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The Oregon Trail


List Price: $29.99
Price: $23.39 & FREE Shipping on orders over $35. Details
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Product Details

  • Actors: Johnny Mack Brown, Louise Stanley, Fuzzy Knight, Bill Cody Jr., Edward LeSaint
  • Directors: Ford Beebe, Saul A. Goodkind
  • Writers: Basil Dickey, Edmond Kelso, George H. Plympton, W.W. Watson
  • Producers: Henry MacRae
  • Format: Multiple Formats, Black & White, Color, Full Screen, NTSC
  • Language: English
  • Region: Region 1 (U.S. and Canada only. Read more about DVD formats.)
  • Aspect Ratio: 1.33:1
  • Number of discs: 1
  • Rated: NR (Not Rated)
  • Studio: Vci Video
  • DVD Release Date: January 17, 2006
  • Run Time: 296 minutes
  • Average Customer Review: 4.6 out of 5 stars  See all reviews (8 customer reviews)
  • ASIN: B000CMNJMW
  • Amazon Best Sellers Rank: #357,498 in Movies & TV (See Top 100 in Movies & TV)
  • Learn more about "The Oregon Trail" on IMDb

Special Features

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Editorial Reviews

The Oregon Trail was the last of four serials that Johnny Mack Brown made for Universal in the 30's before making the switch exclusively to features. Jeff Scott (Johnny Mack Brown), a famous frontier scout, is hired by Washington officials to stop outlaw Indian raids on pioneer wagon trains crossing the rich fur regions of the Oregon Trail. Johnny Mack, the hero dressed all in black, leads the wagon train out west with his faithful sidekick Fuzzy Knight at his side. Together they battle the bad guys working for a big eastern syndicate who don't want the settles to disrupt their lucrative fur-trading activities. Bonus Features: Digitally Remastered| Chapter Selection Menu| Biographies| Bonus - Classic Serial Trailers. Specs: DVD9; Dolby Digital Mono; 296 minutes; B&W; 1.33:1 Aspect Ratio; MPAA - NR; Year - 1939; SRP - $29.99.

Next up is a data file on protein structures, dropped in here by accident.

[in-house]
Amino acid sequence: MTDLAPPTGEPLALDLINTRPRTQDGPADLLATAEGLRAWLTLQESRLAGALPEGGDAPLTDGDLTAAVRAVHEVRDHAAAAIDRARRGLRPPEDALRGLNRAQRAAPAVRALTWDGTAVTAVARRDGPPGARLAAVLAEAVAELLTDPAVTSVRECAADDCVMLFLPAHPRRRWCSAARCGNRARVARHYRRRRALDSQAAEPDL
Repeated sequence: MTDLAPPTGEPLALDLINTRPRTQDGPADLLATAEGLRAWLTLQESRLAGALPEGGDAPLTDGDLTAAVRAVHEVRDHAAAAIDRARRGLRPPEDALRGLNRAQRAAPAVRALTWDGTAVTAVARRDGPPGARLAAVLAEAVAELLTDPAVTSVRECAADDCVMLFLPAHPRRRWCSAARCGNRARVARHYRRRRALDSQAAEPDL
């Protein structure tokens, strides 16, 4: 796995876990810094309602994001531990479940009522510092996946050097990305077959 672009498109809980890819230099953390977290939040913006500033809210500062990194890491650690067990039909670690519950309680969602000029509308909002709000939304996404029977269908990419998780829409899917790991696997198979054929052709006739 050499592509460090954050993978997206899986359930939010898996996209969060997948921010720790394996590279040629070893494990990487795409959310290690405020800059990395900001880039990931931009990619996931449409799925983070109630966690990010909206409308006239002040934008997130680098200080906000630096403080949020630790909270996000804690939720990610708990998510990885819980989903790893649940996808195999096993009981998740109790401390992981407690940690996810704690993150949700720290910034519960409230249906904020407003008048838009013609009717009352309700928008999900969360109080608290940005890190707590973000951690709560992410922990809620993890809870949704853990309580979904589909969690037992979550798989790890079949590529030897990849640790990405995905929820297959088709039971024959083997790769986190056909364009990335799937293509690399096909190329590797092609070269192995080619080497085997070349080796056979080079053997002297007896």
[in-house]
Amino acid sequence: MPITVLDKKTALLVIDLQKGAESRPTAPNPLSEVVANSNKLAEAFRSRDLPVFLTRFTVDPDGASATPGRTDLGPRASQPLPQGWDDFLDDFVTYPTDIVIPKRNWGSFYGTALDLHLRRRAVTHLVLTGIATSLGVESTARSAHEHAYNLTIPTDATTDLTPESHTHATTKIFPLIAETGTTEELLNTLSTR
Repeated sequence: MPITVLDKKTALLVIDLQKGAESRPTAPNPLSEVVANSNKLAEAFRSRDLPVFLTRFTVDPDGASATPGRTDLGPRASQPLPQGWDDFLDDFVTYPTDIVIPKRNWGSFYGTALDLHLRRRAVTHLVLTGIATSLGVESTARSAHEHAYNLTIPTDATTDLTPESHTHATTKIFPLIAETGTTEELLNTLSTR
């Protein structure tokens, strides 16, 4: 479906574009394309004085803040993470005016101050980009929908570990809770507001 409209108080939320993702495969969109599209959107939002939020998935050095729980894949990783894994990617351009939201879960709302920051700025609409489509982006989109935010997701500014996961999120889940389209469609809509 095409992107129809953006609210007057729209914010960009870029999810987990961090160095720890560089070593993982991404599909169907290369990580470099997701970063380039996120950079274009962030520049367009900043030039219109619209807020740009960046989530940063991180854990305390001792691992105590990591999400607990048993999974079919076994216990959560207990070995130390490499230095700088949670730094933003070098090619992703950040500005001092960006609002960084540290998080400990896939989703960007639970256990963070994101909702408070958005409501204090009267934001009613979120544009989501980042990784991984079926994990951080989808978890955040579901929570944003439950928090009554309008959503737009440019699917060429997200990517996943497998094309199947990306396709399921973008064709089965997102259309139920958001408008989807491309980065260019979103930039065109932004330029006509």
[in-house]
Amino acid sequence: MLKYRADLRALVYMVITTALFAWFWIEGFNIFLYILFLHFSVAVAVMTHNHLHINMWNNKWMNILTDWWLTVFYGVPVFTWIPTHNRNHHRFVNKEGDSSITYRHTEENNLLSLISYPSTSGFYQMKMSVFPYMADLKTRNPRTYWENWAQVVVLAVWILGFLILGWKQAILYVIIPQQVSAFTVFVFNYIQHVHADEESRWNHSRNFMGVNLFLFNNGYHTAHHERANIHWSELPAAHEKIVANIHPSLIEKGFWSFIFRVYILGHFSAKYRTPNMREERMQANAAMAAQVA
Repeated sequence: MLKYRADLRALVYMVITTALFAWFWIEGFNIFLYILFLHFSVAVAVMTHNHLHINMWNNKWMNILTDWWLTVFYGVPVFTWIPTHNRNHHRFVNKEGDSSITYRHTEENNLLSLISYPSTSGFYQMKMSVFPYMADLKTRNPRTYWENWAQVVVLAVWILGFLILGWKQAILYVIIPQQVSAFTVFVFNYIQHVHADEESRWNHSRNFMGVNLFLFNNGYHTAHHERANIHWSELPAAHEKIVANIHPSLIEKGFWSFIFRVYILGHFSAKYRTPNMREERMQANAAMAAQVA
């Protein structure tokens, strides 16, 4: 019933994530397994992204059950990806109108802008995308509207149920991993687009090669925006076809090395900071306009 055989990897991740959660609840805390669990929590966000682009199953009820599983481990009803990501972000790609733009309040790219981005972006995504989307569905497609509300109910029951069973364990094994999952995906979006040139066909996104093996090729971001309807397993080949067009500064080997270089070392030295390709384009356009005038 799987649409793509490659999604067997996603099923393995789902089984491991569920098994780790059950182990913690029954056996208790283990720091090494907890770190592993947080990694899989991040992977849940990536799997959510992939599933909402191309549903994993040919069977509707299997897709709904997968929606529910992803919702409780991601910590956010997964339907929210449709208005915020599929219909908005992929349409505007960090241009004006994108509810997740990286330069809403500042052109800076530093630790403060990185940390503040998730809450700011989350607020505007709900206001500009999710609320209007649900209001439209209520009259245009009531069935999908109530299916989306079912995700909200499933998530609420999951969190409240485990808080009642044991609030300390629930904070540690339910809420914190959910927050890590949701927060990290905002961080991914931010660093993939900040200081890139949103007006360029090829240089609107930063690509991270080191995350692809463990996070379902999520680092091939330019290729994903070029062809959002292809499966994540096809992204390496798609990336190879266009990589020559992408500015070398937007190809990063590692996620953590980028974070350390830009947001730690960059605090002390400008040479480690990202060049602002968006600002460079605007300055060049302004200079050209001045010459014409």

Customer Reviews

4.6 out of 5 stars
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Most Helpful Customer Reviews

Format: VHS Tape
VCI Entertainment and Universal Pictures present..."The Oregon Trail" (1939) (Dolby digitally remastered), a 15 Chapter cliffhanger from an action packed Universal western serial era featuring an outstanding cast with Ford Beebe and Saul A.Goodkind at the helm...."The Oregon Trail" was the last of four serials that Johnny Mack Brown made for Universal Pictures in the 30's he moved back to full feature films and B-Westerns...story line has our hero Jeff Scott (Johnny Mack Brown) and his sidekick Deadwood Hawkins (Fuzzy Knight) working undercover to investigate missing wagon trains who never make it to Oregon....who is behind the Indian attacks and what eastern syndicate is involved with all the problems our early pioneers are dealing with...is Bull Bragg (Jack C. Smith) and his gang of cutthroats Breed (Charles Stevens), Daggett (Forrest Taylor), Dirk (Charles King) and Pete (Tom London) (what an outstanding lineup of screen badies) taking orders from Sam Morgan (James Blaine) who leading this dastardly pack of heavies...can we count on the cavalry riding to the rescue and keep all serial fans wanting more....will Bull Bragg blow the whistle on all who are involved in these 15 Universal episodes....don't leave the theater until the final chapter is over and done with "The End of the Trail"....just remember double thrills, chills, mystery and suspense...hitting the bull's eye with excitement...don't miss a single spine thrilling episode..return next week to this local theater for another episode of action and adventure that will keep you thrilled until the next chapter.